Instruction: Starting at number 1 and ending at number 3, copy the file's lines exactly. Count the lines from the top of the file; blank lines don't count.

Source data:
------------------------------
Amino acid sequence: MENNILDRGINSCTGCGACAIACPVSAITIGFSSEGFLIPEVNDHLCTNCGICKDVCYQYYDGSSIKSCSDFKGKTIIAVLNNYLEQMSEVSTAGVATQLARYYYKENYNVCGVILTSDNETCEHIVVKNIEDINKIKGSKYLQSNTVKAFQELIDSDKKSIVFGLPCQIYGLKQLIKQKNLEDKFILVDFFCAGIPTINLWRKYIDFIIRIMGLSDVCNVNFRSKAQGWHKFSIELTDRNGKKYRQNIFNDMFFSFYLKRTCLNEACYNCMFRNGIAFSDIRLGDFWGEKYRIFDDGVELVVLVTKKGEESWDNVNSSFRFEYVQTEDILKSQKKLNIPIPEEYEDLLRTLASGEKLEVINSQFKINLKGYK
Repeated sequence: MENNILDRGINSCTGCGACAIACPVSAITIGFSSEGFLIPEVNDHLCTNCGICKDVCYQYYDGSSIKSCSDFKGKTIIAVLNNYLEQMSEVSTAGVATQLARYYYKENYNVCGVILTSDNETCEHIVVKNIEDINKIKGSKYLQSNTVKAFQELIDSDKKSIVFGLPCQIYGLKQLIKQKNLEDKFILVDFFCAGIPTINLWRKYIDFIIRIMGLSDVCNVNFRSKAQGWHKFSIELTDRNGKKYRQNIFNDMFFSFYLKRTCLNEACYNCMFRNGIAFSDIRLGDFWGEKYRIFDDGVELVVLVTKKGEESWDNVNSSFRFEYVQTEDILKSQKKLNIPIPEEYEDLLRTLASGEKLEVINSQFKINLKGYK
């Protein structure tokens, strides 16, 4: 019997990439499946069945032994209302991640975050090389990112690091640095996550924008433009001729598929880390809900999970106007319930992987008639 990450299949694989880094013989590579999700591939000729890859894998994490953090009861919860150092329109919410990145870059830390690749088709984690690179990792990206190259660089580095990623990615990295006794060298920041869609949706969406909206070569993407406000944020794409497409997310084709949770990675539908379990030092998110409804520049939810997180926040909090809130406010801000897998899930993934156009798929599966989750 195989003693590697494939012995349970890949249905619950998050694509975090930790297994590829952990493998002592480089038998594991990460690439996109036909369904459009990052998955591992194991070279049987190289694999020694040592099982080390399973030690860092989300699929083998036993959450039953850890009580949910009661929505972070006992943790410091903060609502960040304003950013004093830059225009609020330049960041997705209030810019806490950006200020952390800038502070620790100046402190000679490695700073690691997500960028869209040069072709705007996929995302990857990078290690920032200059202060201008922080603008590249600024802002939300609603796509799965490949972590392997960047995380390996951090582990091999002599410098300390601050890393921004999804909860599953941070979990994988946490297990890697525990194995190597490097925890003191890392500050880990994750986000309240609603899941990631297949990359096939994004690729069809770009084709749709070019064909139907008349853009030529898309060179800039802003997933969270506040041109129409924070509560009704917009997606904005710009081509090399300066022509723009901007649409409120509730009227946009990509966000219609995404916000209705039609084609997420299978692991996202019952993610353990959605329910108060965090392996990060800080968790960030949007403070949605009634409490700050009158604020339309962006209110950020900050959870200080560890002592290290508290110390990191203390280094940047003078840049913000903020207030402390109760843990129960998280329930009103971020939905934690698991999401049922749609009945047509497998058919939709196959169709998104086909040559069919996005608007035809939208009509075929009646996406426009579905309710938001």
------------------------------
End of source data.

Amino acid sequence: MENNILDRGINSCTGCGACAIACPVSAITIGFSSEGFLIPEVNDHLCTNCGICKDVCYQYYDGSSIKSCSDFKGKTIIAVLNNYLEQMSEVSTAGVATQLARYYYKENYNVCGVILTSDNETCEHIVVKNIEDINKIKGSKYLQSNTVKAFQELIDSDKKSIVFGLPCQIYGLKQLIKQKNLEDKFILVDFFCAGIPTINLWRKYIDFIIRIMGLSDVCNVNFRSKAQGWHKFSIELTDRNGKKYRQNIFNDMFFSFYLKRTCLNEACYNCMFRNGIAFSDIRLGDFWGEKYRIFDDGVELVVLVTKKGEESWDNVNSSFRFEYVQTEDILKSQKKLNIPIPEEYEDLLRTLASGEKLEVINSQFKINLKGYK
Repeated sequence: MENNILDRGINSCTGCGACAIACPVSAITIGFSSEGFLIPEVNDHLCTNCGICKDVCYQYYDGSSIKSCSDFKGKTIIAVLNNYLEQMSEVSTAGVATQLARYYYKENYNVCGVILTSDNETCEHIVVKNIEDINKIKGSKYLQSNTVKAFQELIDSDKKSIVFGLPCQIYGLKQLIKQKNLEDKFILVDFFCAGIPTINLWRKYIDFIIRIMGLSDVCNVNFRSKAQGWHKFSIELTDRNGKKYRQNIFNDMFFSFYLKRTCLNEACYNCMFRNGIAFSDIRLGDFWGEKYRIFDDGVELVVLVTKKGEESWDNVNSSFRFEYVQTEDILKSQKKLNIPIPEEYEDLLRTLASGEKLEVINSQFKINLKGYK
């Protein structure tokens, strides 16, 4: 019997990439499946069945032994209302991640975050090389990112690091640095996550924008433009001729598929880390809900999970106007319930992987008639 990450299949694989880094013989590579999700591939000729890859894998994490953090009861919860150092329109919410990145870059830390690749088709984690690179990792990206190259660089580095990623990615990295006794060298920041869609949706969406909206070569993407406000944020794409497409997310084709949770990675539908379990030092998110409804520049939810997180926040909090809130406010801000897998899930993934156009798929599966989750 195989003693590697494939012995349970890949249905619950998050694509975090930790297994590829952990493998002592480089038998594991990460690439996109036909369904459009990052998955591992194991070279049987190289694999020694040592099982080390399973030690860092989300699929083998036993959450039953850890009580949910009661929505972070006992943790410091903060609502960040304003950013004093830059225009609020330049960041997705209030810019806490950006200020952390800038502070620790100046402190000679490695700073690691997500960028869209040069072709705007996929995302990857990078290690920032200059202060201008922080603008590249600024802002939300609603796509799965490949972590392997960047995380390996951090582990091999002599410098300390601050890393921004999804909860599953941070979990994988946490297990890697525990194995190597490097925890003191890392500050880990994750986000309240609603899941990631297949990359096939994004690729069809770009084709749709070019064909139907008349853009030529898309060179800039802003997933969270506040041109129409924070509560009704917009997606904005710009081509090399300066022509723009901007649409409120509730009227946009990509966000219609995404916000209705039609084609997420299978692991996202019952993610353990959605329910108060965090392996990060800080968790960030949007403070949605009634409490700050009158604020339309962006209110950020900050959870200080560890002592290290508290110390990191203390280094940047003078840049913000903020207030402390109760843990129960998280329930009103971020939905934690698991999401049922749609009945047509497998058919939709196959169709998104086909040559069919996005608007035809939208009509075929009646996406426009579905309710938001």